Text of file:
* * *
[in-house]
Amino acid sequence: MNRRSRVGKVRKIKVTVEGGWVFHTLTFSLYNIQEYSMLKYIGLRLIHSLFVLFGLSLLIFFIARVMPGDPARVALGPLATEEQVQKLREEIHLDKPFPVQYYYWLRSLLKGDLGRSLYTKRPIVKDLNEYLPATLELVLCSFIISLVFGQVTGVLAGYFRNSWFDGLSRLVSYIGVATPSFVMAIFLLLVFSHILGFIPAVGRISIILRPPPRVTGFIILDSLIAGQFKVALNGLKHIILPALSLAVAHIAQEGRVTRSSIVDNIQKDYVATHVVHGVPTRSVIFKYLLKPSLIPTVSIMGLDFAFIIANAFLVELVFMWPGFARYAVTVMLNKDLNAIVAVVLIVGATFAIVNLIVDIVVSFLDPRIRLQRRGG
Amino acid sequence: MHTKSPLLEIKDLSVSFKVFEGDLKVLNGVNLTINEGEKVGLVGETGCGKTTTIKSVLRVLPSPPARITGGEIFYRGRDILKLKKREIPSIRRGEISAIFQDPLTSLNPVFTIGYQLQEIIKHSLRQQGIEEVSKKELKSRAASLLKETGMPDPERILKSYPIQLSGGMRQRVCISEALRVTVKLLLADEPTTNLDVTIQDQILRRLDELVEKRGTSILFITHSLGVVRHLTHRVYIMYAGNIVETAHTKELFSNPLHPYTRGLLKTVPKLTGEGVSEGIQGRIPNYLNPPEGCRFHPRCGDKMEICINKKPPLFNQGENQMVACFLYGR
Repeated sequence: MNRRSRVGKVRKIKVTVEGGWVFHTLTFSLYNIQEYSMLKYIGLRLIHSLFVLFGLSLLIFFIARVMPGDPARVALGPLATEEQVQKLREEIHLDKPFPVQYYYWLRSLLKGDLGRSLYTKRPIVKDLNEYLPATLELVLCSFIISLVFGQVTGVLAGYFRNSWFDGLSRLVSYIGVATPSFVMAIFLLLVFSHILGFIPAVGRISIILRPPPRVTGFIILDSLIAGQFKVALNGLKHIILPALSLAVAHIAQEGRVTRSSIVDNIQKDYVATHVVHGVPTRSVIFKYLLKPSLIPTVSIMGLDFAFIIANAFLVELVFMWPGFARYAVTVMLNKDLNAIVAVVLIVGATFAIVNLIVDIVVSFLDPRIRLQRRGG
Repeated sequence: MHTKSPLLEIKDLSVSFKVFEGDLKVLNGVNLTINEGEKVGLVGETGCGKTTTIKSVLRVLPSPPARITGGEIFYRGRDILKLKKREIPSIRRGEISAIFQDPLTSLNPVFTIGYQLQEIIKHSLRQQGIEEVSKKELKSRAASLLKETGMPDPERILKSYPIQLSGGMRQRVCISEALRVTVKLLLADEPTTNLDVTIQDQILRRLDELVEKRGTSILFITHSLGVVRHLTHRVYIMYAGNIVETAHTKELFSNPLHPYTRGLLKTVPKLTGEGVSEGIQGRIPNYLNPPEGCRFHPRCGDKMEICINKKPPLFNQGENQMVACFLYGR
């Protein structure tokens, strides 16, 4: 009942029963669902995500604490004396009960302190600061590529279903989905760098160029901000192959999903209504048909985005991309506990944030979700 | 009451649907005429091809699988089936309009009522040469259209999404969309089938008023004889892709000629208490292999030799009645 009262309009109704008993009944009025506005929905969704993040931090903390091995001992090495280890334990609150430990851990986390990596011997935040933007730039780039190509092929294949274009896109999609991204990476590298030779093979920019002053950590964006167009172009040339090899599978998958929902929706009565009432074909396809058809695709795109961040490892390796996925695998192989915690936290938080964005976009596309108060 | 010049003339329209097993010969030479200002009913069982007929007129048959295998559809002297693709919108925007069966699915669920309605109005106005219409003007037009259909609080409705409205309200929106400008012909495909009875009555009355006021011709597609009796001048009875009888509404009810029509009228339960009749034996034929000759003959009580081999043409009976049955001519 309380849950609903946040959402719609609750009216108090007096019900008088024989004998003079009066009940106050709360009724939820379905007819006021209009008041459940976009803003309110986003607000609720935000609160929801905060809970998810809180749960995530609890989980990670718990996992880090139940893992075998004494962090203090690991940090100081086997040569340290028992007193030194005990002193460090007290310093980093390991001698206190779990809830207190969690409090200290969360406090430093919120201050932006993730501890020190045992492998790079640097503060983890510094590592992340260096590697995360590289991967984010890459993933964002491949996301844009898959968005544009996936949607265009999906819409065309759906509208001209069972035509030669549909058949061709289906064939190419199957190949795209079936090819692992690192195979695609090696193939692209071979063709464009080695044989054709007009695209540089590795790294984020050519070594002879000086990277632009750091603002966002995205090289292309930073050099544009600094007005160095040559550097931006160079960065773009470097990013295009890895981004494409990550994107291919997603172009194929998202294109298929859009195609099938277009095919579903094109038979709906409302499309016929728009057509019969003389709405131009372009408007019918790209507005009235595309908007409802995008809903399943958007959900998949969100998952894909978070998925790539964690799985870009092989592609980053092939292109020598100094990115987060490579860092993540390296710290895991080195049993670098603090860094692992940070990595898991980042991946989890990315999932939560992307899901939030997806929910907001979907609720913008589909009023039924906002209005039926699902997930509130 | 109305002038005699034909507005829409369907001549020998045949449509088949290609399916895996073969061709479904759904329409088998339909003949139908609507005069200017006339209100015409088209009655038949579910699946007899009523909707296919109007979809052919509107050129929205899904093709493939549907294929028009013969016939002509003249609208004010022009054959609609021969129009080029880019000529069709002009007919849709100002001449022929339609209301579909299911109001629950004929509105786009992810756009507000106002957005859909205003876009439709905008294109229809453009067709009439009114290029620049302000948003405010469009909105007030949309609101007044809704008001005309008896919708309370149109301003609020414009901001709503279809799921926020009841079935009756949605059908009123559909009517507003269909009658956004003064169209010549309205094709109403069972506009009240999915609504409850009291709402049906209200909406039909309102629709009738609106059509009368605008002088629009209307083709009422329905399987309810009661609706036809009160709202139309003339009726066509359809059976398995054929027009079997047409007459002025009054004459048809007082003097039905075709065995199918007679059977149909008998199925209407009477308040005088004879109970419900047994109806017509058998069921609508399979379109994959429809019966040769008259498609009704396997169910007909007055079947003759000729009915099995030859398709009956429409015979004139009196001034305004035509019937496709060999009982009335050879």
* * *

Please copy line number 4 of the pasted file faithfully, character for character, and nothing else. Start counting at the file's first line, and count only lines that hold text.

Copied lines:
Repeated sequence: MNRRSRVGKVRKIKVTVEGGWVFHTLTFSLYNIQEYSMLKYIGLRLIHSLFVLFGLSLLIFFIARVMPGDPARVALGPLATEEQVQKLREEIHLDKPFPVQYYYWLRSLLKGDLGRSLYTKRPIVKDLNEYLPATLELVLCSFIISLVFGQVTGVLAGYFRNSWFDGLSRLVSYIGVATPSFVMAIFLLLVFSHILGFIPAVGRISIILRPPPRVTGFIILDSLIAGQFKVALNGLKHIILPALSLAVAHIAQEGRVTRSSIVDNIQKDYVATHVVHGVPTRSVIFKYLLKPSLIPTVSIMGLDFAFIIANAFLVELVFMWPGFARYAVTVMLNKDLNAIVAVVLIVGATFAIVNLIVDIVVSFLDPRIRLQRRGG